Adaptive aspects of fat storage in small mammals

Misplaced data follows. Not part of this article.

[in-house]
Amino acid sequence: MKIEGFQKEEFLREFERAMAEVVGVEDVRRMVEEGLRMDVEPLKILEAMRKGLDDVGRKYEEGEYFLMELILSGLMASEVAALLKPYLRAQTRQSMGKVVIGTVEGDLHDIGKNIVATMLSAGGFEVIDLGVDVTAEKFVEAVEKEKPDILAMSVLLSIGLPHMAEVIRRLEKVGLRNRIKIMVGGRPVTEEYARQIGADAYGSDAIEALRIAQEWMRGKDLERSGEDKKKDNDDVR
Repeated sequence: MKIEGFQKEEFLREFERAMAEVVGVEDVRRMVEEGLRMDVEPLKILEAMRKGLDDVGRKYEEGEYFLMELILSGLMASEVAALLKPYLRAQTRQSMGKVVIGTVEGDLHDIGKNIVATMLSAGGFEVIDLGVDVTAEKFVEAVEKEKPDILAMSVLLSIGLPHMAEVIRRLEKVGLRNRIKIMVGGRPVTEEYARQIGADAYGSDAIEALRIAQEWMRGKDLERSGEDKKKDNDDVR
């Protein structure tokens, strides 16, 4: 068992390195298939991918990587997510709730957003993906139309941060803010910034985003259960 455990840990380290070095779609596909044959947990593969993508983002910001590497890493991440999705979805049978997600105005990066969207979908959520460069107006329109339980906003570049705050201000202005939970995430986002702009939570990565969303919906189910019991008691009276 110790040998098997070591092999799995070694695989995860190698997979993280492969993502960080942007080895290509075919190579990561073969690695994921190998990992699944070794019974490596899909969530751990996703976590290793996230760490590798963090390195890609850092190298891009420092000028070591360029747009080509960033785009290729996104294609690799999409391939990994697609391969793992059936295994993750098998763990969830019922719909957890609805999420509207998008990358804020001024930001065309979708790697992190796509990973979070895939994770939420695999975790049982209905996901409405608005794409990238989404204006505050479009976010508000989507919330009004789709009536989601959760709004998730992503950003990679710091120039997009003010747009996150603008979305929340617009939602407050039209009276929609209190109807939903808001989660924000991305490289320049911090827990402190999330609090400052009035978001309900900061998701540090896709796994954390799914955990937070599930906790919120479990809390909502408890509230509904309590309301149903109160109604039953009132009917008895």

This thesis examines the effect of diet, photoperiod and perceived predation risk on the body composition and energy balance of voles (Clethrionomys sp and Microtus sp). These rodents are able to regulate their fat mass in response to the changeable environment in which they live by adjusting components of their energy intake and expenditure; thus making them potential candidates for the study of obesity. Throughout, body composition was determined using both destructive (dissections, Soxhlet) and non-destructive techniques (total body electrical conductivity (TOBEC), morphometrics), whilst energetic variables measured included food intake, assimilation efficiency, resting metabolic rate and daily energy expenditure (DEE). In addition, the usefulness of four non-destructive methods of measuring body composition in voles was assessed and compared to chemical analysis. When fed a diet high in fat (45 %), bank voles (Clethrionomys glareolus) reduced their food intake such that the amount of energy assimilated was equal to that on the control diet and increased fat oxidation to match intake almost immediately. On a standard diet, these voles gained approximately 10% body mass when switched from short to long photoperiod without corresponding adjustments in energy intake or expenditure, even during the period of most weight gain. When weasel (Mustela nivalis) faeces was introduced to simulate predation risk, male bank voles reduced the amount of body mass gained in response to photoperiod change, concurrent with a reduction in food intake and an increase in DEE. Both male and female voles exhibited elevated levels of faecal corticosterone when exposed to weasel faeces, indicating increased stress. In a field experiment, male field voles (Microtus agrestis) from sites with low weasel activity were heavier than those from sites with high weasel activity. There were no differences in body mass between sites with differing vole density.